“We hope this toolkit will be a valuable resource for academics who want to consider how to ensure that their teaching considers wellbeing in terms of organisation, content and delivery. The curriculum is the single point of contact we have with all our students. While they will not all take up other opportunities at university, all students come to undertake a course and get a qualification: considering how we can embed approaches that enhance and promote wellbeing within those courses is therefore important. King’s has played an important part in this collaborative project, and we hope that the important research evidence that comes from this project will be of benefit to the sector as a whole.”Professor Juliet Foster, Dean of Education at the IoPPN and a Co-Investigator on the project, as well as Academic Lead for Student Mental Health and Wellbeing for King’s
11 February 2022
Education for Mental Health toolkit will embed mental wellbeing into university teaching
A new toolkit designed to embed the teaching of mental wellbeing into university teaching was launched in London this week.
The Education for Mental Health toolkit represents the collaborative efforts of King’s College London, University of Derby, University of Aston and Advance HE – a charity and professional membership scheme promoting excellence in higher education. Several faculties at King’s were involved, including the Institute of Psychiatry, Psychology & Neuroscience, Nursing, Midwifery & Palliative Care, Social Science & Public Policy, and Arts & Humanities
The toolkit’s focus on supporting staff to consider wellbeing in the design and delivery of their teaching is an important part of the ‘whole university’ approach to mental health and wellbeing. It moves beyond a more exclusive focus on the provision of support services and instead considers the role that all aspects of the university experience and environment play in wellbeing, working towards a more public health approach.
A team led by Dr Nicola Byrom at IoPPN conducted a full systematic review of the available literature before running quantitative and qualitative studies that looked at the particular modules across five faculties at King’s which aim to improve student wellbeing in some way. Before and after data was collected from students taking these modules, and was investigated to establish what was working most effectively.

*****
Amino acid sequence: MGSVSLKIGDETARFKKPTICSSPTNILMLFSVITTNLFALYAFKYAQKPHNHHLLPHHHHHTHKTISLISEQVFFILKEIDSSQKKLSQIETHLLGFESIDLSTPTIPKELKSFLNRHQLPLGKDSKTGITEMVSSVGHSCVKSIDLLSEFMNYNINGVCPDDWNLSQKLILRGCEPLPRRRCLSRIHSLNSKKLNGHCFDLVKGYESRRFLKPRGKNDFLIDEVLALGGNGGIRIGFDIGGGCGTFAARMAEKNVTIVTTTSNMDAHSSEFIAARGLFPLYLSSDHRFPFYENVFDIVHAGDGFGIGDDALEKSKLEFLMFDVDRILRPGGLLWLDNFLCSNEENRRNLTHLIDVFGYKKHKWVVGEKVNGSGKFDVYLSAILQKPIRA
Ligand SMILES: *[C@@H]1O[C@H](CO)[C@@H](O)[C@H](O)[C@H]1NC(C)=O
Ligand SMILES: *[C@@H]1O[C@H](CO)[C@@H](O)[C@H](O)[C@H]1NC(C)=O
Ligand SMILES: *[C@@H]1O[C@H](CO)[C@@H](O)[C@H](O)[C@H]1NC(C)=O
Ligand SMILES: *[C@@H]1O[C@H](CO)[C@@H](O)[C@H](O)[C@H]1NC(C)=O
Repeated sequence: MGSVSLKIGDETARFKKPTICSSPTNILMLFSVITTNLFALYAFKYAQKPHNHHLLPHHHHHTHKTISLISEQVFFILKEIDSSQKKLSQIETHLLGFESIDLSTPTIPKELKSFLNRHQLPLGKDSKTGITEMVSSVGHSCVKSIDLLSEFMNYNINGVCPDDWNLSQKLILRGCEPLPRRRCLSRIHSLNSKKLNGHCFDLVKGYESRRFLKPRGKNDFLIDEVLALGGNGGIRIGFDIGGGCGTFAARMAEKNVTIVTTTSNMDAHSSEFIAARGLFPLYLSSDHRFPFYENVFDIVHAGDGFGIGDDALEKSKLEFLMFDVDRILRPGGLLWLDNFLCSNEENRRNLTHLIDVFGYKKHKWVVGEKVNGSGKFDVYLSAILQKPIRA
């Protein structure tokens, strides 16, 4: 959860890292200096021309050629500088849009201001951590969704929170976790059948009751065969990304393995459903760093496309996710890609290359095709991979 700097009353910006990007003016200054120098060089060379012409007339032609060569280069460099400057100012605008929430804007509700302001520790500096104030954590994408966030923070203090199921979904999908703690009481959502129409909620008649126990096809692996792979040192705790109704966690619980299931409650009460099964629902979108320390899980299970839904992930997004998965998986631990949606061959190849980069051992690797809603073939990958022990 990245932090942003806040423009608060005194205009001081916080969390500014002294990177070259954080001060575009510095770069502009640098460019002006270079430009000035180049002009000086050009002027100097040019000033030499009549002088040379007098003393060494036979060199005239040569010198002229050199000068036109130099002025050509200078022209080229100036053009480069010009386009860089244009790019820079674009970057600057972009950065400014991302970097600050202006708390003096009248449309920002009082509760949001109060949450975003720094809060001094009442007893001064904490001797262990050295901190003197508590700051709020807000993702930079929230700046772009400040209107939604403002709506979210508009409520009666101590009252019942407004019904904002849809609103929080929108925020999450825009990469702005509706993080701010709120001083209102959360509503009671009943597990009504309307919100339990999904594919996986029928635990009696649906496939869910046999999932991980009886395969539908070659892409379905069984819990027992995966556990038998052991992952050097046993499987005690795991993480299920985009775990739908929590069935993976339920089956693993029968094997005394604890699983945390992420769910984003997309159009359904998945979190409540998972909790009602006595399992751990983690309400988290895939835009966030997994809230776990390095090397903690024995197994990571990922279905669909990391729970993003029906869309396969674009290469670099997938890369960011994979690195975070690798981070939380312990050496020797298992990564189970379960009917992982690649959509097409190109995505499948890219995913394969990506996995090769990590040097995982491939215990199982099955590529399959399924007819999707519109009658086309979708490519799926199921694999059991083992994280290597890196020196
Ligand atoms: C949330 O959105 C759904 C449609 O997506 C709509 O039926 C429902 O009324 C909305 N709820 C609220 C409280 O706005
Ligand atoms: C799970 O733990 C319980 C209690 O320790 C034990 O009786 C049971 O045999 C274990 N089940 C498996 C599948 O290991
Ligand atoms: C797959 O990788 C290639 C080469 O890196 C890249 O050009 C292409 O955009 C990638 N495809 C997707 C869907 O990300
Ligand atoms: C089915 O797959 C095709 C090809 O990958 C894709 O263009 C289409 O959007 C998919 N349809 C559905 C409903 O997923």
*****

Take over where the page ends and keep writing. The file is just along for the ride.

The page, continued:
One of the modules the team studied was Wellbeing in London, led by Dr Jennifer Oates in the Faculty of Nursing, Midwifery & Palliative Care. This module is an opportunity for nursing students to consider the multiple perspectives of wellbeing in London and opportunities to improve it, using the framework of the Five Ways to Wellbeing. Using both evidence-based content and experiential activities, students engage critically with interventions and approaches to wellbeing while reflecting on their own self-awareness and self-care behaviours.
Nursing students have a busy academic and practice learning timetable which can at times limit opportunities to take part in extra-curricular activities offered by the university. Embedding a module into the nursing curriculum not only gives students structured time to explore wellbeing, the content acknowledges the distinct perspective nursing students have as fledgling health professionals and aligns with the development of their expertise in health and wellbeing across their broader degree programme.
The five-week module includes lectures and practical workshops exploring the Five Ways to Wellbeing. Students are assessed though weekly journaling and a summative essay at the end of the module. Topics covered include social aspects of wellbeing, philosophical perspectives on happiness, meditation and mindfulness.
Module leader Dr Jennifer Oates is an experienced lecturer and mental health nurse. Speaking about the module content Dr Oates said, ‘My favourite activity in the module is ‘keep moving’, it’s the thing that keeps me sane! But I do enjoy multitasking so my ideal would be an activity that fits all the five ways of wellbeing in one thing, like going for a walk with my friend to help them solve a problem, listening to a podcast on the way where I’m learning new things, where I can appreciate the nice weather!’
The full case study about Wellbeing in London and other modules are available as part of the Education for Mental Health Toolkit.
For more information, please contact Patrick O’Brien (Senior Media Officer)